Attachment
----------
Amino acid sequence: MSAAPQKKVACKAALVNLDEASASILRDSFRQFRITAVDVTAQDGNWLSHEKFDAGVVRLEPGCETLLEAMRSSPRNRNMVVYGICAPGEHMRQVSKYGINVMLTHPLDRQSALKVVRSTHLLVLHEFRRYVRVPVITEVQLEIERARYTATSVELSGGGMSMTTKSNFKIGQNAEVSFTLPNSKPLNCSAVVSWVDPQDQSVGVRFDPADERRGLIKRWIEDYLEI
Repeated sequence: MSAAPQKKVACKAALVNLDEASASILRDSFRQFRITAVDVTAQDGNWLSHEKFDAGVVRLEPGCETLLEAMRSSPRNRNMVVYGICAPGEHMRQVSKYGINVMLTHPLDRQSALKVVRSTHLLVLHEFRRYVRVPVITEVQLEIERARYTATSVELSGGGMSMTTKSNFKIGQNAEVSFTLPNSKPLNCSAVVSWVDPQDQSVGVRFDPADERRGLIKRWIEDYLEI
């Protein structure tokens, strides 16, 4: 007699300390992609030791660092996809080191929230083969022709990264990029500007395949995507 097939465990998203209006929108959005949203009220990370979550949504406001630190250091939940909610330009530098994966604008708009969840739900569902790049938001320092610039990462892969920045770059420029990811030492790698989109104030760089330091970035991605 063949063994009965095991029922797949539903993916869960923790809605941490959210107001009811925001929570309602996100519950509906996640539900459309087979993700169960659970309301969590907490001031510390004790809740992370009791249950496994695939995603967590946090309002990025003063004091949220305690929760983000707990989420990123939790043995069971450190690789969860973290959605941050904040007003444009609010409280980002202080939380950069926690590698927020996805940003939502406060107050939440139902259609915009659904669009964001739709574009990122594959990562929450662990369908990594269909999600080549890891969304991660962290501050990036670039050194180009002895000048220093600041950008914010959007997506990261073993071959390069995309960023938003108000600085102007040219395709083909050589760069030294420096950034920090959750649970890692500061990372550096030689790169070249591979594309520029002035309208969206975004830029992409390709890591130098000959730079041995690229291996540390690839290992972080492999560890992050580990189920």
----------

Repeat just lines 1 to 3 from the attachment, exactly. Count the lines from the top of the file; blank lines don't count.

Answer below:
Amino acid sequence: MSAAPQKKVACKAALVNLDEASASILRDSFRQFRITAVDVTAQDGNWLSHEKFDAGVVRLEPGCETLLEAMRSSPRNRNMVVYGICAPGEHMRQVSKYGINVMLTHPLDRQSALKVVRSTHLLVLHEFRRYVRVPVITEVQLEIERARYTATSVELSGGGMSMTTKSNFKIGQNAEVSFTLPNSKPLNCSAVVSWVDPQDQSVGVRFDPADERRGLIKRWIEDYLEI
Repeated sequence: MSAAPQKKVACKAALVNLDEASASILRDSFRQFRITAVDVTAQDGNWLSHEKFDAGVVRLEPGCETLLEAMRSSPRNRNMVVYGICAPGEHMRQVSKYGINVMLTHPLDRQSALKVVRSTHLLVLHEFRRYVRVPVITEVQLEIERARYTATSVELSGGGMSMTTKSNFKIGQNAEVSFTLPNSKPLNCSAVVSWVDPQDQSVGVRFDPADERRGLIKRWIEDYLEI
């Protein structure tokens, strides 16, 4: 007699300390992609030791660092996809080191929230083969022709990264990029500007395949995507 097939465990998203209006929108959005949203009220990370979550949504406001630190250091939940909610330009530098994966604008708009969840739900569902790049938001320092610039990462892969920045770059420029990811030492790698989109104030760089330091970035991605 063949063994009965095991029922797949539903993916869960923790809605941490959210107001009811925001929570309602996100519950509906996640539900459309087979993700169960659970309301969590907490001031510390004790809740992370009791249950496994695939995603967590946090309002990025003063004091949220305690929760983000707990989420990123939790043995069971450190690789969860973290959605941050904040007003444009609010409280980002202080939380950069926690590698927020996805940003939502406060107050939440139902259609915009659904669009964001739709574009990122594959990562929450662990369908990594269909999600080549890891969304991660962290501050990036670039050194180009002895000048220093600041950008914010959007997506990261073993071959390069995309960023938003108000600085102007040219395709083909050589760069030294420096950034920090959750649970890692500061990372550096030689790169070249591979594309520029002035309208969206975004830029992409390709890591130098000959730079041995690229291996540390690839290992972080492999560890992050580990189920």